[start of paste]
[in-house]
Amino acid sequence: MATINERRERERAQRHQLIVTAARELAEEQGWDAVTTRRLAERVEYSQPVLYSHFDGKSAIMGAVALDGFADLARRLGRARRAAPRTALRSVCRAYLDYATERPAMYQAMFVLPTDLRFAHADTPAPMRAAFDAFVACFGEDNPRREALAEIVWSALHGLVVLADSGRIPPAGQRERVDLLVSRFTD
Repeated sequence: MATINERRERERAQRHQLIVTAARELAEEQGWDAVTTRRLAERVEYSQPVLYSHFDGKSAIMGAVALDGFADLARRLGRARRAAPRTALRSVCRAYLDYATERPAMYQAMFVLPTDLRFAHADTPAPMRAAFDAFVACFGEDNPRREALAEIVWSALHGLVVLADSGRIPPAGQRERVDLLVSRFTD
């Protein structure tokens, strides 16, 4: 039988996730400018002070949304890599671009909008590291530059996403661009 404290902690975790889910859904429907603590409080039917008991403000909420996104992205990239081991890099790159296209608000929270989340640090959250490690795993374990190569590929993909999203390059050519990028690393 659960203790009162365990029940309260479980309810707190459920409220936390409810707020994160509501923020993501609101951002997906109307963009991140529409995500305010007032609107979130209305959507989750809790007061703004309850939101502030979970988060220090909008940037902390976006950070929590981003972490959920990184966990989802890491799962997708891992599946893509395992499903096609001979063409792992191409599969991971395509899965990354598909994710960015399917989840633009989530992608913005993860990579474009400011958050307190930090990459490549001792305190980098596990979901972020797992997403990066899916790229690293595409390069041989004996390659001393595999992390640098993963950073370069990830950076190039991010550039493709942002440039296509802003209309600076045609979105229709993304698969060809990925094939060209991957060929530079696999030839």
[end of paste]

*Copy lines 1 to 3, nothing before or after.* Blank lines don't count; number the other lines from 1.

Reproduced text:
[in-house]
Amino acid sequence: MATINERRERERAQRHQLIVTAARELAEEQGWDAVTTRRLAERVEYSQPVLYSHFDGKSAIMGAVALDGFADLARRLGRARRAAPRTALRSVCRAYLDYATERPAMYQAMFVLPTDLRFAHADTPAPMRAAFDAFVACFGEDNPRREALAEIVWSALHGLVVLADSGRIPPAGQRERVDLLVSRFTD
Repeated sequence: MATINERRERERAQRHQLIVTAARELAEEQGWDAVTTRRLAERVEYSQPVLYSHFDGKSAIMGAVALDGFADLARRLGRARRAAPRTALRSVCRAYLDYATERPAMYQAMFVLPTDLRFAHADTPAPMRAAFDAFVACFGEDNPRREALAEIVWSALHGLVVLADSGRIPPAGQRERVDLLVSRFTD